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Museum Paper: Telling Stories in Art

“Telling Stories in Art”, is anchored on the idea that art is a powerful tool in telling stories. Art reflects our culture and history, provide valuable insights into ourselves, our surroundings, and the society we live in, making it possible to teach certain concepts from other disciplines/subjects through art.

The learning modules in this project are designed to complement the Philippine’s Department of Education 2002 Revised Basic Education Curriculum (RBEC), specifically Makabayan (Geography, History and Social Studies- HKS and Music, Arts and PE – MSEP), and English subjects for grade four elementary students.

Specific art works from the Lopez Museum’s collection are used to explore learning unit themes listed below:

                1)      Governor General Ramon Blanco: Who am I? Exploring identity through portraits

                2)      Amorsolo’s Comic Strips: Cause and Effect

3)      El Asesinato del Governador Bustamante y su Hijo: Power and conflict

Each learning module includes an image of the artwork, details of the artwork (title, date, medium, and dimensions), name of artist and a brief background on the artist. Suggested questions are also be provided and teachers are encouraged to use these to direct class discussion, promote more attentive looking, generate questions from students and encourage them to voice out their observations and opinions. The activity and follow-up activities are designed as a combined cognitive and creative exercise.

Overarching Objectives

  • Introduce grade four students to some of the works in the Lopez Museum collection
  • Explore themes that address learning objectives across multiple disciplines: Art, History, English and Filipino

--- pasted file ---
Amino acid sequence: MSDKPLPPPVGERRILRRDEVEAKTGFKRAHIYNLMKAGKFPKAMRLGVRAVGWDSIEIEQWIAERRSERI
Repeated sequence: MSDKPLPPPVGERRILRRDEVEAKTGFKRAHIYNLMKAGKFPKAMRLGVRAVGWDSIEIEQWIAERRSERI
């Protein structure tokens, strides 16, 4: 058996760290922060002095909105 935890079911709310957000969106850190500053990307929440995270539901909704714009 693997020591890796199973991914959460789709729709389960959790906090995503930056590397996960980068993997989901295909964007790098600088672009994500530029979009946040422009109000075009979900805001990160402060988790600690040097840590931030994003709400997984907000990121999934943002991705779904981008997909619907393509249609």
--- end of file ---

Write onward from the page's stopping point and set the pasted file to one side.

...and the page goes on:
• Provide teachers with an additional resource to supplement conventional teaching methods
  • Assist teachers in enhancing and expanding the learning experience of their students through an integrated approach to teaching

Teaching Models

This project uses Discipline-Based Art Education (DBAE) and Integrated Arts models in curriculum development. 

DBAE emerged in the 1980’s when the movement in art education shifted towards a subject matter point-of-view, stressing that on top of art-making, art education should also include art history and criticism. This model positions art as an academic subject that involves multiple disciplines (Michael, 1991) and puts art as equally important as the other academic disciplines Focused on four major disciplines: aesthetics, studio art, art history and art criticism, DBAE aims to transform students’ understanding of art from naïve to sophisticated. Its ultimate goal is to “produce educated adults who are knowledgeable about art and its production and responsive to aesthetic properties of works of arts and other subjects.” Unlike previous art curriculum models that only emphasize art-making, DBAE puts higher value in the cognitive activities in art education. (Greer, 1984)

The Integrated art was conceived to connect art to other subjects in the school curriculum and highlights the value that art brings to the other subjects. It encourages collaboration between teachers to effectively design seamless lessons that integrate art with the other academic subjects. (Stewart and Walker, 2005)

RBEC Learning Objectives Addressed

Below is a summary of the specific fourth grade RBEC objectives addressed by the learning modules:

Module

Art

History

English

Governor General Ramon Blanco: Who am I? Exploring identity through portraits

X

 

 

Amorsolo’s Comic Strips: Cause and Effect

X

 

X

El Asesinato del Governador Bustamante y su Hijo: Power and conflict

X

X

X


Specific objectives addressed per module are listed within.

Extensions

Although these modules were designed for classroom use, they may also be used during a visit to the museum. Please note that you may need to communicate with the museum prior to your visit to ensure that the works are on exhibit. Parents may also use these modules as a pre-visit activity to introduce to their children to what they can expect to see at the Lopez Museum.

Acknowledgments

This project is created by Ethel Villafranca, in collaboration with Ricky Francisco (Lopez Memorial Museum‘s Collections Management Consultant) and Mary Ann Pernia (Education Consultant), for her course in Curriculum Teaching Art. Ethel is pursuing her Master’s Degree in Museum Studies, with a disciplinary concentration in Museum Education, at the University of Florida.